Congress Should Consider Data Privacy in Generated AI Regulation – MeriTalk

Applications of AI

As we move closer to regulating the creation and use of generative artificial intelligence (AI) technology, Congress should look to the current state, or lack thereof, of data privacy laws in the United States as an important guidepost for determining roadway rules. For AI technical developers who need to train algorithms on large amounts of data.

that’s the point report It was issued May 23 by the Congressional Research Service (CRS), a bipartisan public policy research agency for lawmakers and their staff.

The report provides a primer on generative AI techniques such as Open AI’s ChatGPT, and then points out policy and legislative issues that Congress may consider.

“Generative AI models are receiving significant attention and scrutiny due to their potential harm, including risks associated with privacy, misinformation, copyright and non-consensual sexual images,” the report states. .

“This report focuses on privacy issues and the relevant policy considerations of Congress,” it continued. “Some policy makers and stakeholders have expressed privacy concerns about how personal data is used in the development and deployment of generative models. Nor is it unique to AI, but the scale, scope and capacity of such technology could pose new privacy challenges for Congress.”

On the data side, the report says that generative AI models, especially those built on large scale language models (LLMs), “need a lot of data.”

“For example, OpenAI’s ChatGPT was built on LLM, partially trained on over 45 terabytes of text data retrieved (or “scraped”) from the internet. LLMs were also trained on items from Wikipedia and a corpus of digitized books,” he said. “Open AI’s GPT-3 model was trained on about 300 billion ‘tokens’ (or word fragments) collected from the web and had over 175 billion parameters. is a variable that influences the properties of the model of

“Critics argue that such models rely on privacy-invasive methods to collect large amounts of data, usually without the consent or compensation of the original user, creator, or owner. ,” the report said. “Furthermore, some models may be trained on sensitive data, exposing personal information to users.”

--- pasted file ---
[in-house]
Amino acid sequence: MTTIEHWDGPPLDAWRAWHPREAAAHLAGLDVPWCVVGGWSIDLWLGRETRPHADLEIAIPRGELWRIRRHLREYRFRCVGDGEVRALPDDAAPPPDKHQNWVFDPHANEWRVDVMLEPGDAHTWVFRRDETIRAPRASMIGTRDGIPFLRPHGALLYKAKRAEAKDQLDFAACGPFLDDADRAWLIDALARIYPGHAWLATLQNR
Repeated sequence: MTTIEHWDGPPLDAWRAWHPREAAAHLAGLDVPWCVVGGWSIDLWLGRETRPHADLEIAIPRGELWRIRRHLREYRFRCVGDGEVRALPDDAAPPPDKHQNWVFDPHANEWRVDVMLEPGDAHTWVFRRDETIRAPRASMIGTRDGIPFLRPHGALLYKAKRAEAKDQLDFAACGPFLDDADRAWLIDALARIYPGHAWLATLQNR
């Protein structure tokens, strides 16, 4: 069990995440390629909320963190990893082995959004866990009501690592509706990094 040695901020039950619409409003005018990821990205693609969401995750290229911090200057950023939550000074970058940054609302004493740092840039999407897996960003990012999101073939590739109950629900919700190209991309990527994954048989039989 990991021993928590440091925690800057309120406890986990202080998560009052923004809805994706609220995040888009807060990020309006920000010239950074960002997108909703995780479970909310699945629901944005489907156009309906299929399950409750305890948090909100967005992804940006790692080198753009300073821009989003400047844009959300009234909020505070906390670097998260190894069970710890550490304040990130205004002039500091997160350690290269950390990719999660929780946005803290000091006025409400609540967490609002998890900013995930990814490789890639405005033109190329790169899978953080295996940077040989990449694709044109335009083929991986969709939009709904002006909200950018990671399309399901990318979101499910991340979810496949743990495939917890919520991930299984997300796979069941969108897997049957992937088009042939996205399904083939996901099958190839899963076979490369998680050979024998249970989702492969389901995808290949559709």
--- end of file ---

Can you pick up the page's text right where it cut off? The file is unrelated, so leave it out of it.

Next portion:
“Academic and industry studies have found that some existing LLMs may reveal sensitive and personal information from their training datasets,” CRS said, adding that “some models are commercially available. It is either used for its intended purpose or embedded in other downstream applications,” he added.

In the face of these data privacy concerns, CRS noted: “There is currently no comprehensive data privacy law in the United States. not.”

The report mentions health-related data, data collected from minors, and various state data laws as impacting generative AI applications.

“In many cases, the collection of personal information usually involves certain state privacy laws that give individuals a ‘right to know’ what companies are collecting about them. how the data is used and shared; “Right to access and delete” data. or right to opt out of data transfers and sales,” the report states. “However, some of these laws include exemptions from public data collection, and how and whether they apply to generative AI tools that use information collected from the internet. doubts may arise about

“In the absence of comprehensive federal data privacy laws, some individuals and entities rely on other legal frameworks (copyright, defamation , publicity rights, etc.),” the report said. .

“Congress may consider enacting a comprehensive federal privacy law that specifically addresses concerns related to generative AI tools,” the CRS said, while lawmakers will seek to regulate data regulation, disclosure, and documentation. It added that it might want to consider a proposed AI law in the European Union that would cover There is a category of AI systems.

Source link

Leave a Reply

Your email address will not be published. Required fields are marked *